“The union helped me with […] legal costs,” wrote Josh. “I appreciate everything that you and the brothers and sisters in the local have done for me. My family and I will never forget it.”

Life can sometimes be unfair, especially on the job. That’s why union solidarity is so important, and why Teamsters are proud to stand for justice and fairness at work.

Brother Alexander has been fully exonerated. While his legal troubles are over, the financial impact remains. Please donate to help him further offset his legal costs.


Joint Council 52 President Craig McInnes presents Variety CEO Karen Stintz a $120,000 cheque. 

Yesterday, union reps from Ontario and across the country took part in the annual Teamsters Ontario Invitational (OTI) for Variety, The Children’s Charity of Ontario, a charity for children with disabilities and their families.

This year, Teamsters raised $120,000 for Variety.

“Ontario Teamsters have been supporting Variety Village for almost 30 years. This year’s tournament was another huge success,” said Craig McInnes, the President of Joint Council 52, which organizes the OTI. “A big thank you to all the sponsors, golfers, and our amazing volunteers.”

For François Laporte, President of Teamsters Canada, being a Teamster is about more than grievances and collective agreements. It’s also about helping those in need and building up a better country.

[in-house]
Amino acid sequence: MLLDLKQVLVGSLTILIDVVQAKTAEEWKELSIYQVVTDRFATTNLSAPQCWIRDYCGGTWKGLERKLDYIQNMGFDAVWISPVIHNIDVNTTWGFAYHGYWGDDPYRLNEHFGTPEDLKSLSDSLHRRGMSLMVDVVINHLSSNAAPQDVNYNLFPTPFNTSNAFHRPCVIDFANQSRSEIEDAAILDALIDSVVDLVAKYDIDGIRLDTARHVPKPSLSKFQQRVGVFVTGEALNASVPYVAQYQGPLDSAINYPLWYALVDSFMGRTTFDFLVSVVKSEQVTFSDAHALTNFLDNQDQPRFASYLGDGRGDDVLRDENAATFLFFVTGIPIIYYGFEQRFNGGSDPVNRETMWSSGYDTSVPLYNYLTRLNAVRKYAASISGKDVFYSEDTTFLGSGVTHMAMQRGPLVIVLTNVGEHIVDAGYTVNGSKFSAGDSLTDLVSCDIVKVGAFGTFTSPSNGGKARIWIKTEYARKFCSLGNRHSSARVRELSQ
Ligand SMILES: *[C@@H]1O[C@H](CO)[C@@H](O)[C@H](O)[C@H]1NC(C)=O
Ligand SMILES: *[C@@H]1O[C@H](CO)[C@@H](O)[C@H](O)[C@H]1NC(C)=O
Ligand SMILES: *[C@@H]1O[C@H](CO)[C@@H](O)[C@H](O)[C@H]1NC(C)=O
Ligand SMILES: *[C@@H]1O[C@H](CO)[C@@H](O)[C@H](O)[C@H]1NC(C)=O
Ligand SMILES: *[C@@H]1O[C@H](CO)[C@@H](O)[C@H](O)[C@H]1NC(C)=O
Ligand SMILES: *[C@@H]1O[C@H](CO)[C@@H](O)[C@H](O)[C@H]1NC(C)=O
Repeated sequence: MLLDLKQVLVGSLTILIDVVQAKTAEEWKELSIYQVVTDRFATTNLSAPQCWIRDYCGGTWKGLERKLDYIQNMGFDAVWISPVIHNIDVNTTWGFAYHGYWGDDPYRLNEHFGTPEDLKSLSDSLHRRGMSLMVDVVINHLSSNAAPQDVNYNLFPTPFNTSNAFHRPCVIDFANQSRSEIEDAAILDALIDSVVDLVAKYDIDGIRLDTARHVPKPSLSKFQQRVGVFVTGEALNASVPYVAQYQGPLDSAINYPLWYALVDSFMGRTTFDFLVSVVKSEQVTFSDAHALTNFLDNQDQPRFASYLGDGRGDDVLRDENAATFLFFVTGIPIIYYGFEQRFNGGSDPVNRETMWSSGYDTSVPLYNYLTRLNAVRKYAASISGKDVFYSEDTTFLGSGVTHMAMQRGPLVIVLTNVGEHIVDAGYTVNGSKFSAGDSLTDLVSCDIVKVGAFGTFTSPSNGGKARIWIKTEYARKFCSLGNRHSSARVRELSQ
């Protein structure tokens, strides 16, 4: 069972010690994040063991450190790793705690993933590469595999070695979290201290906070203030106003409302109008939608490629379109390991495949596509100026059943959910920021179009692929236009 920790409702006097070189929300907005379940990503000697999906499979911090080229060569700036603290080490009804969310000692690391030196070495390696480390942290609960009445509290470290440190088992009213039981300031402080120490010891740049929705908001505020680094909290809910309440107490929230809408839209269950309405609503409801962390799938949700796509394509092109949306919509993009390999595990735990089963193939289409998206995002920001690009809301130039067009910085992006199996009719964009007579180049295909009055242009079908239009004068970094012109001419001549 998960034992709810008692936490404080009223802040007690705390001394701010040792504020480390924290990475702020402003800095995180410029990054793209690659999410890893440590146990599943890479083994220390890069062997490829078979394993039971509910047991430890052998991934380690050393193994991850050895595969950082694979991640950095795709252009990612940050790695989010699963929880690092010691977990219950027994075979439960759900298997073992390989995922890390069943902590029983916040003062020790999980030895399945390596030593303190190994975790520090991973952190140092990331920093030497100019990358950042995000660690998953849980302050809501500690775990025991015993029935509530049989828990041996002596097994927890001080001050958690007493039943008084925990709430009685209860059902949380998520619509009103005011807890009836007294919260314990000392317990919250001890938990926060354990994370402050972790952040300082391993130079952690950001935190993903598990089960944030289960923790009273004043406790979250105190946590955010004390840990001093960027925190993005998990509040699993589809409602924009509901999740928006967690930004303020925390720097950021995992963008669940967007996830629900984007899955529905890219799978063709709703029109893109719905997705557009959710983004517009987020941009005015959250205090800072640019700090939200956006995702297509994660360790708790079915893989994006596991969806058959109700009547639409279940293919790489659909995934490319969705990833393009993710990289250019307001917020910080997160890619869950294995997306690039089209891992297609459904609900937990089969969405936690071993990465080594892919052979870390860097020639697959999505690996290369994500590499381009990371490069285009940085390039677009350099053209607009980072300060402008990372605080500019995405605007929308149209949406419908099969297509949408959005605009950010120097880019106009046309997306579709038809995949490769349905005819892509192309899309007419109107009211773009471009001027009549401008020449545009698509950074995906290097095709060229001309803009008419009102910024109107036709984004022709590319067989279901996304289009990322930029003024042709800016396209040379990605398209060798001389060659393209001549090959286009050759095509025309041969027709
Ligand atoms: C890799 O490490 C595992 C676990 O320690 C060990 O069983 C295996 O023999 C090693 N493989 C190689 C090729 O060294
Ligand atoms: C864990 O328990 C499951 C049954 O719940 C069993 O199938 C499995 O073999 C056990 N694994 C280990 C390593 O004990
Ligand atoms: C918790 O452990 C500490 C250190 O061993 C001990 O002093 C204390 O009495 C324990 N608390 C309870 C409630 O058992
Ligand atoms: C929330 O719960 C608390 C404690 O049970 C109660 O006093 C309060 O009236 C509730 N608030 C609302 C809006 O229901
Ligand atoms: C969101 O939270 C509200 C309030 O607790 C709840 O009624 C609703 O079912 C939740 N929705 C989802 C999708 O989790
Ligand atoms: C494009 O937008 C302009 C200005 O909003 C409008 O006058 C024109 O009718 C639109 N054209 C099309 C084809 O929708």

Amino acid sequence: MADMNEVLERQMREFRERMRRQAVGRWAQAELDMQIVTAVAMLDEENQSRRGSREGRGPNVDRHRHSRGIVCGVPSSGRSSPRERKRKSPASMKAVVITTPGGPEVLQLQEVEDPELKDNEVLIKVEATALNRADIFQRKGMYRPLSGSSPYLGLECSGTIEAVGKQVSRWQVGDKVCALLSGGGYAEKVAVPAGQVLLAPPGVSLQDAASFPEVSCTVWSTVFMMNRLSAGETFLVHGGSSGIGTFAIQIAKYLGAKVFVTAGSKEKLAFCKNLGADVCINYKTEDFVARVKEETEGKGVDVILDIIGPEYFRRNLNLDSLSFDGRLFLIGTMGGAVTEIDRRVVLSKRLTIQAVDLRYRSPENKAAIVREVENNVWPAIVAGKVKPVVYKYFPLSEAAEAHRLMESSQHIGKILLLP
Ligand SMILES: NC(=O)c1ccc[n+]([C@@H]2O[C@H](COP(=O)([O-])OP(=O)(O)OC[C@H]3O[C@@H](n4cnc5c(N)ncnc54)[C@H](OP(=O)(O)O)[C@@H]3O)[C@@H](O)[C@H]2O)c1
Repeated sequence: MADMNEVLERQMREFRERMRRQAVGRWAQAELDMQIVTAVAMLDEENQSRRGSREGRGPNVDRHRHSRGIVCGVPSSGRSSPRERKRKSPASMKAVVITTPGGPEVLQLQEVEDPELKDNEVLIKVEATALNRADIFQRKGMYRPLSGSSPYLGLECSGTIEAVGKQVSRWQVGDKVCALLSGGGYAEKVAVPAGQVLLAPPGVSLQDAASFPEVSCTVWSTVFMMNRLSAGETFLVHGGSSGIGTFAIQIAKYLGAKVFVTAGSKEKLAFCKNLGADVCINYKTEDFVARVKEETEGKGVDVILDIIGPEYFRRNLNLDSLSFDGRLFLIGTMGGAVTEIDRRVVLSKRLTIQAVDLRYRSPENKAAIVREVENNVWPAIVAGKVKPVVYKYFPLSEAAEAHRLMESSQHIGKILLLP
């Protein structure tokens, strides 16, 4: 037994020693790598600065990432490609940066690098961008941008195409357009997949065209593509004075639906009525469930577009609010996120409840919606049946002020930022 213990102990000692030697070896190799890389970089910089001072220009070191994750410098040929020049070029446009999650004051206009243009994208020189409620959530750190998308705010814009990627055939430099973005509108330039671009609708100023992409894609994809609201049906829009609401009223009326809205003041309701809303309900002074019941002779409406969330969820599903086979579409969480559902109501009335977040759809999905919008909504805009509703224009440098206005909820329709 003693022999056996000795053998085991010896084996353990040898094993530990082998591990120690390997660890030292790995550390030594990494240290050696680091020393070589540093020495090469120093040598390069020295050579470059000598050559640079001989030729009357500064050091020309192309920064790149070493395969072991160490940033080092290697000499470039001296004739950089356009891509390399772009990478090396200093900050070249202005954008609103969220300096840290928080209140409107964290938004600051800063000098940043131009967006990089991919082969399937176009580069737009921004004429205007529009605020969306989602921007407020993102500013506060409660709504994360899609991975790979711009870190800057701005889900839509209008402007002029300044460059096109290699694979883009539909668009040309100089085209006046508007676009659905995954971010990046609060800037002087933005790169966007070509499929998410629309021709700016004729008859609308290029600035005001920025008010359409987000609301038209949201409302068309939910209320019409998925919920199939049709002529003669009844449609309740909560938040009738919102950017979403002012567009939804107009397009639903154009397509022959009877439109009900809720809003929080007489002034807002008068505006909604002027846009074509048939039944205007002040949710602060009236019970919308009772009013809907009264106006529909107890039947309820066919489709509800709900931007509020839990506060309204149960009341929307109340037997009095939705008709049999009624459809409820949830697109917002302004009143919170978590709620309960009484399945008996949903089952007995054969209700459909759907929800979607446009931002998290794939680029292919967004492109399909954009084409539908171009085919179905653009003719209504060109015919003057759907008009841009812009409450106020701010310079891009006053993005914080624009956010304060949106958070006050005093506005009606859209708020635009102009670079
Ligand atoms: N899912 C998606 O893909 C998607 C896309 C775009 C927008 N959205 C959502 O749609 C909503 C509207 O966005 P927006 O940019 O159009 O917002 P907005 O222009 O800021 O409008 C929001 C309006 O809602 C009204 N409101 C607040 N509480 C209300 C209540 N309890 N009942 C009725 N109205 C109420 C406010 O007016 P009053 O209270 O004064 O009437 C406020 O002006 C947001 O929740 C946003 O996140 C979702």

“Unions, companies and individuals have a duty to support their communities and our country,” explained Laporte. “Every year Teamsters across the country raise hundreds of thousands of dollars for charities and non-profit organizations. Groups like the Canadian Red Cross, United Way, Camp Papillon and more.”

Since 1989, Ontario Teamsters have raised close to $2 million to help children facing adversity achieve their dreams.



Laval, QC, July 9, 2018 – Members of Teamsters Local Union 106 are on a mission to improve conditions in their workplaces and raise wages in their industry.

Five groups of workers at Résidences Soleil retirement homes in Granby, Laval, Saint Hilaire, Pointe-aux-Trembles and Saint-Laurent will go on strike at 8 am on July 17, unless their employer can put forward a fair and acceptable contract offer. Their latest offers, which were submitted in the presence of a mediator, were massively rejected by some 300 members of Local Union 106 at various union meetings over the last few weeks.

Wages and workload are the main sticking points for the Teamsters.

Wages in private sector retirement homes are $6 behind those in public sector homes, despite staff doing exactly the same work and caring for seniors with the same passion and dedication.

“We need to improve working conditions in order to limit – maybe even stop completely – the labour shortage in retirement homes that we’ve noticed over the past years,” explained the president of Teamsters Local Union 106, Jean Chartrand. “We’re talking about women and men who care for our seniors. It’s an important job, and they deserve to be paid accordingly.”

Teamsters have noticed that employees at some Résidences Soleil retirement homes are even quitting their jobs to work at fast food restaurants, citing higher wages.